Rabo Foundation celebrates 45 years of social impact
It starts with investing in self-reliance
They’re active across 23 countries. Working with 369 organizations to reach 3.4 million people. The goal? Creating opportunities for underserved groups to shape their own futures. As Rabo Foundation celebrates it 45 years, here’s what you need to know.
“It’s the best kept secret at Rabobank.” There’s a longstanding joke that Rabo Foundation employees should do their good work in silence. But as they reflect on nearly half a century of supporting farmer cooperatives in developing countries and strengthening financially insecure groups in the Netherlands, it’s time to let the secret out.
Today there are farmers in Kenya who are able to buy better supplies and increase production with the help of a “digital wallet.” There are fishermen in Sumbawa, Indonesia, who not only make higher wages, but also preserve more of their catch and protect local fisheries. There is a chicken feed factory in India run by thousands of women who are bringing their families above the poverty line. In the Netherlands there are young “Sea Rangers” protecting the North Sea who would otherwise have been excluded from the job market.
Look no further than Rabo Foundation to see proof positive of the bank’s “Growing a better world together” mission. But the Foundation is more than Rabobank’s “do-gooder” little brother. “This is not a hobby,” says Alexander Meyer, who has been with the Foundation since 2012 and heads up Rabo Foundation International and the Rabo Rural Fund. “Not many colleagues realize we are actively practicing the history of Rabobank today: providing loans to groups of farmers who do not have access to finance. And with those loans they can grow. Just like the farmers who stood together in the spirit of Raiffeisen at Rabobank’s origin in the 1800s.”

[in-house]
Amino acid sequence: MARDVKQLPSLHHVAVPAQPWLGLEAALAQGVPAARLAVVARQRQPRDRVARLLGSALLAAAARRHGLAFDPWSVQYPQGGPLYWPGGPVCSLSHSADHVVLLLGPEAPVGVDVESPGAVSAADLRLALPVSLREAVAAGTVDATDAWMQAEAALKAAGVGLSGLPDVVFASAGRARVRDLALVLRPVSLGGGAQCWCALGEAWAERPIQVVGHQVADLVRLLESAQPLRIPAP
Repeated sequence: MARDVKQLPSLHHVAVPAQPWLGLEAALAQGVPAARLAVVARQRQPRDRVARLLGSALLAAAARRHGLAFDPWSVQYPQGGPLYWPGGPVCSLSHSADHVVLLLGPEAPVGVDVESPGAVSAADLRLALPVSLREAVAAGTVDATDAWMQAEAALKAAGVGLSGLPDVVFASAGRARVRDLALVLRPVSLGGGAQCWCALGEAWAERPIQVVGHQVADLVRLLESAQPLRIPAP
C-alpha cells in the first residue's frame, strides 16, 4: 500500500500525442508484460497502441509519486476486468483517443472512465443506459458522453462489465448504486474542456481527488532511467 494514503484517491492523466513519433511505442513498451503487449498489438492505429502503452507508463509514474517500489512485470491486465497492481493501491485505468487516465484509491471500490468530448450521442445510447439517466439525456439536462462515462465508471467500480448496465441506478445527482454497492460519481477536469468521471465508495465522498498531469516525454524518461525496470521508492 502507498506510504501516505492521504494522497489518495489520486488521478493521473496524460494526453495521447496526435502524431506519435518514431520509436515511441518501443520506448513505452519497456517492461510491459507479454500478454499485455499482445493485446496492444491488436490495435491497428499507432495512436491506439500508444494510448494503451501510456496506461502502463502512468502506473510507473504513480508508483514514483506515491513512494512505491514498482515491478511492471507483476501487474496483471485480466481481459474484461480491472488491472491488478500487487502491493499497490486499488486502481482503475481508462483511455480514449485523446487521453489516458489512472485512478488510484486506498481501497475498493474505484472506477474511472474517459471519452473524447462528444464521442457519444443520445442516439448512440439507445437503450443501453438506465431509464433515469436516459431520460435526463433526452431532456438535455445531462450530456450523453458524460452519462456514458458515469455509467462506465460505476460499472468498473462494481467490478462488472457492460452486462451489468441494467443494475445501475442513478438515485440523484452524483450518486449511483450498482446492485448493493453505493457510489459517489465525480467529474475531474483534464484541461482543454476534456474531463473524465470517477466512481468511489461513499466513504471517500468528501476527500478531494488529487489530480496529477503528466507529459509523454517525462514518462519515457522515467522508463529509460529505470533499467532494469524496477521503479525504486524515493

In the Netherlands, Rabo Foundation supports social enterprises that create jobs for those who have trouble entering the labor market.
“This isn’t philanthropy”
So what is Rabo Foundation exactly? There is a common misconception that Rabo Foundation, like many corporate foundations, is a charity. Pim Mol, who joined as Managing Director in 2018 wants to set the record straight: “We should stick to the heart of the bank: and that’s giving credit.” Indeed, the Foundation shares a mission and toolbox – packed with networks, knowledge and financial solutions – with Rabobank. But it is an independent entity with NGO (ANBI) status in the Netherlands and its own Supervisory Board. Funds come from a percentage of Rabobank Group profits, plus donations from employees and clients.
The goal is to create better lives for smallholder farmers abroad and vulnerable populations in the Netherlands by investing in their financial self-reliance. In turn, financial independence can have cascading effects including local economic development, social welfare, and positive environmental outcomes. In emerging markets, Mol explains, small-scale farmers are often considered “unbankable” – that is, they pose too much risk for a traditional bank to take them on as a client. “If we give them a loan, they can become independent over time and eventually become bankable in their own country.” Working with agricultural cooperatives and SMEs, the Foundation reaches 3.3 million smallholder farmers across Africa, Asia, and Latin America annually.